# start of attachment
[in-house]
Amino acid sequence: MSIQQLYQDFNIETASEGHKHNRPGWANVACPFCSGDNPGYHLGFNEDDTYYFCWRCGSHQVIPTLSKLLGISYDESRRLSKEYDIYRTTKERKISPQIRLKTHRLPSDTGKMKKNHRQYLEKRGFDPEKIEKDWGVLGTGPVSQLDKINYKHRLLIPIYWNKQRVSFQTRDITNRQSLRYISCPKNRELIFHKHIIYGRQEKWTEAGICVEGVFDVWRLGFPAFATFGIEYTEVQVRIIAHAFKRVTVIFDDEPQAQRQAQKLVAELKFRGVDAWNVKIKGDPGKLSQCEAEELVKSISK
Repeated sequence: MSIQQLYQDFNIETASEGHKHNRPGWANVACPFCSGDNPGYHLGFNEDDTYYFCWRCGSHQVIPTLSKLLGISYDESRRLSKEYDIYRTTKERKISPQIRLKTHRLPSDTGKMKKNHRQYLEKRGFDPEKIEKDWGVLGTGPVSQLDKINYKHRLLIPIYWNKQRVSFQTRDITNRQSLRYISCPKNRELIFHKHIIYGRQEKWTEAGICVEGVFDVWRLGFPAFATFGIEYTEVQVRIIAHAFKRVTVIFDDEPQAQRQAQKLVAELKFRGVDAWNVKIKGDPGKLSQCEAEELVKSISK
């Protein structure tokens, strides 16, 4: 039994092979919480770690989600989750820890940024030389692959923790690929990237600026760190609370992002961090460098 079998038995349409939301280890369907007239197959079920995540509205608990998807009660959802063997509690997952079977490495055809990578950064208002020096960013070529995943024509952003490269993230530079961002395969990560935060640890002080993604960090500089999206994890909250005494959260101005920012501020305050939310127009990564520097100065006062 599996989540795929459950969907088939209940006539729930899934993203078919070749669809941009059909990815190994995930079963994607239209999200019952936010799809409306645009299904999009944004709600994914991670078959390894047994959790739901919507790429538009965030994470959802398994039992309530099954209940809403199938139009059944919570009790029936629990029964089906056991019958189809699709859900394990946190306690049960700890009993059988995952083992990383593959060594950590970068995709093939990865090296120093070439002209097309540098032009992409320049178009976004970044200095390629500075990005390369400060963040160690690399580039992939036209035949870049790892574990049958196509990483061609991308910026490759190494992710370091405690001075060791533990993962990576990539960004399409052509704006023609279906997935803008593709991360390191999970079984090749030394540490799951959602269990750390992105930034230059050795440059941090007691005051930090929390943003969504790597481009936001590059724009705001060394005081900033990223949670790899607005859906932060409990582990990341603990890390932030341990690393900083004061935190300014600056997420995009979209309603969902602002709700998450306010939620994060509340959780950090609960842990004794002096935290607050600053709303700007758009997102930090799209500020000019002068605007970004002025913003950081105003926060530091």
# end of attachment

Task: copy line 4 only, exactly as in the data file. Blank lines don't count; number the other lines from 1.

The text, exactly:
């Protein structure tokens, strides 16, 4: 039994092979919480770690989600989750820890940024030389692959923790690929990237600026760190609370992002961090460098 079998038995349409939301280890369907007239197959079920995540509205608990998807009660959802063997509690997952079977490495055809990578950064208002020096960013070529995943024509952003490269993230530079961002395969990560935060640890002080993604960090500089999206994890909250005494959260101005920012501020305050939310127009990564520097100065006062 599996989540795929459950969907088939209940006539729930899934993203078919070749669809941009059909990815190994995930079963994607239209999200019952936010799809409306645009299904999009944004709600994914991670078959390894047994959790739901919507790429538009965030994470959802398994039992309530099954209940809403199938139009059944919570009790029936629990029964089906056991019958189809699709859900394990946190306690049960700890009993059988995952083992990383593959060594950590970068995709093939990865090296120093070439002209097309540098032009992409320049178009976004970044200095390629500075990005390369400060963040160690690399580039992939036209035949870049790892574990049958196509990483061609991308910026490759190494992710370091405690001075060791533990993962990576990539960004399409052509704006023609279906997935803008593709991360390191999970079984090749030394540490799951959602269990750390992105930034230059050795440059941090007691005051930090929390943003969504790597481009936001590059724009705001060394005081900033990223949670790899607005859906932060409990582990990341603990890390932030341990690393900083004061935190300014600056997420995009979209309603969902602002709700998450306010939620994060509340959780950090609960842990004794002096935290607050600053709303700007758009997102930090799209500020000019002068605007970004002025913003950081105003926060530091």